Feds Close Cape Fear River GenX Pollution Case

Feds Close Cape Fear River GenX Pollution Case

Federal prosecutors will not pursue criminal charges against a chemical company suspected of polluting the Cape Fear River with GenX, AP reports

The chemical plant is The Chemours Co., a division of DuPont based in Fayetteville. In June 2017, the Department of Environmental Quality discovered that Chemours was releasing a compound called GenX into the air and water surrounding the plant. Eventually, the compound flowed into the Cape Fear River. GenX carries potential health risks.

The U.S. Attorney’s Office and the Environmental Natural Resources Division of the U.S. Justice Department were investigating potential violations of the federal Clean Water Act. Chemours told shareholders in a Securities and Exchange Commission filing released this month that prosecutors notified the company in March that they were declining to pursue charges and were closing the case.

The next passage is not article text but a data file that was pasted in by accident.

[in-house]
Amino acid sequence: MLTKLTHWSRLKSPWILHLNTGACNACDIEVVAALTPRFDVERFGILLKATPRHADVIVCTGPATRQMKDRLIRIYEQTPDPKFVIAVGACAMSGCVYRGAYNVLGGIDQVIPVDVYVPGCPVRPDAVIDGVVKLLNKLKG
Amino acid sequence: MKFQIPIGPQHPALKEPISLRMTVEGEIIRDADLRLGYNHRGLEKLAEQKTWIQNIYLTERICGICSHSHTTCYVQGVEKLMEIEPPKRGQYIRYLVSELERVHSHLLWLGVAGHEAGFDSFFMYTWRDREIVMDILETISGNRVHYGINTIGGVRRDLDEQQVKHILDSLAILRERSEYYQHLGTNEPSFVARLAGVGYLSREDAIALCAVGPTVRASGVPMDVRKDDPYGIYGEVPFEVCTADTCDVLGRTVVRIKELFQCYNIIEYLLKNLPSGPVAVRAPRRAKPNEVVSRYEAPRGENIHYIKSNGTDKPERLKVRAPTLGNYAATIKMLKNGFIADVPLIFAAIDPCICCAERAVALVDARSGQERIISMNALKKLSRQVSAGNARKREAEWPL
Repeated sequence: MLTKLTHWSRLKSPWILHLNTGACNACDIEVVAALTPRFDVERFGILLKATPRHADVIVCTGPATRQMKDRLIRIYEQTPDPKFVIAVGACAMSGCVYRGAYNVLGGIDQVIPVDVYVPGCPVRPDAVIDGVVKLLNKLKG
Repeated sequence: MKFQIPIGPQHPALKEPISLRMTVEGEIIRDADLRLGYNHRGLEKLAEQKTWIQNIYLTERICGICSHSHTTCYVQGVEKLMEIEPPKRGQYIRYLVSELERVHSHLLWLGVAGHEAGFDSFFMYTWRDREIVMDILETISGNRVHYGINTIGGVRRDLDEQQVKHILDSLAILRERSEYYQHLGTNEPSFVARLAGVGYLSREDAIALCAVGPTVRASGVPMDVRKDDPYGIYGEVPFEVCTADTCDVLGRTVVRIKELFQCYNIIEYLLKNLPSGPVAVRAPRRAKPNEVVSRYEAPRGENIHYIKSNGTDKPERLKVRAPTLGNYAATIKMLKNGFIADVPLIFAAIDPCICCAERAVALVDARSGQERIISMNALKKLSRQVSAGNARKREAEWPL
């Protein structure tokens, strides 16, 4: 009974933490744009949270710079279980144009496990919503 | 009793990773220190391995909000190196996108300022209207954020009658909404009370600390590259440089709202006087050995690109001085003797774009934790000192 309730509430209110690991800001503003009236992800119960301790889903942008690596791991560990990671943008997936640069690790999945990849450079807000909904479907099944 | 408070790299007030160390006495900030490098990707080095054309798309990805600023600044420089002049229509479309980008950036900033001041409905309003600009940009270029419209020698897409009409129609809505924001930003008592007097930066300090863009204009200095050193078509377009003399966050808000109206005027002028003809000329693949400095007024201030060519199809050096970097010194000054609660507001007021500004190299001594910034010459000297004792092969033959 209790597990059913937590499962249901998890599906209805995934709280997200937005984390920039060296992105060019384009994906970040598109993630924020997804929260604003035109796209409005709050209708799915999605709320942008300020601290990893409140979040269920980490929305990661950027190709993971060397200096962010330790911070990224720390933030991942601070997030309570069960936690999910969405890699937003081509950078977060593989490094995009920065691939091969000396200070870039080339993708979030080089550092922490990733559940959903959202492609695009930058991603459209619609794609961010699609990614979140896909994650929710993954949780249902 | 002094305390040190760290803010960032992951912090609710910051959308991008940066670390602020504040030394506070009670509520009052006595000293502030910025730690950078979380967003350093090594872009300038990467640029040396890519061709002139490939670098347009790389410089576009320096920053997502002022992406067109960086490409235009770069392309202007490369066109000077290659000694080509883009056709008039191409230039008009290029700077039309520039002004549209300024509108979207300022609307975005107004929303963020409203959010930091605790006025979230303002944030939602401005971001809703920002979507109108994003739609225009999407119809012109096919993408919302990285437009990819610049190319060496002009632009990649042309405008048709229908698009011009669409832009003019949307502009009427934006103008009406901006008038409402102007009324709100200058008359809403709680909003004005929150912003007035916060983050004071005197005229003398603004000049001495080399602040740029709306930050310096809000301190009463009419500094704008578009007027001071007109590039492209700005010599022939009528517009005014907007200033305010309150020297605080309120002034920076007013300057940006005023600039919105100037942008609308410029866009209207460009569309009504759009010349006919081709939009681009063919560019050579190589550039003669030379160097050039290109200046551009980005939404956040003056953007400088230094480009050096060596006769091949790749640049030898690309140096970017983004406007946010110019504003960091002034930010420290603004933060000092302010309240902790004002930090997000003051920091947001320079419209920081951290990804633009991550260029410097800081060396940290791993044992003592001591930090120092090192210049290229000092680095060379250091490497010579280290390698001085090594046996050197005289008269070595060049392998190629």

Teflon 

GenX is a chemical used in nonstick surfaces such as Teflon. The EPA classifies it as an “emerging contaminant” needing research, and has previously said animal studies suggest it can affect organs. 

Chemours said that during the course of the review, it met with prosecutors, responded to subpoenas and sent witnesses to testify before a grand jury and to be interviewed by government investigators. 

The company has faced other lawsuits and state investigations in connection with GenX-related health risks. In a consent order with North Carolina in 2018, Chemours agreed to pay a $12 million penalty and $1 million for investigative costs, and to sharply reduce air emissions of GenX. The company also agreed at the time to conduct studies of the health risks associated with GexX being released into the environment, as well as other per- and polyfluoroalkyl substances, or PFAS. 

The EPA announced last year it would create a plan to help communities with monitoring and detecting PFAS pollution, though critics insisted more aggressive action was needed.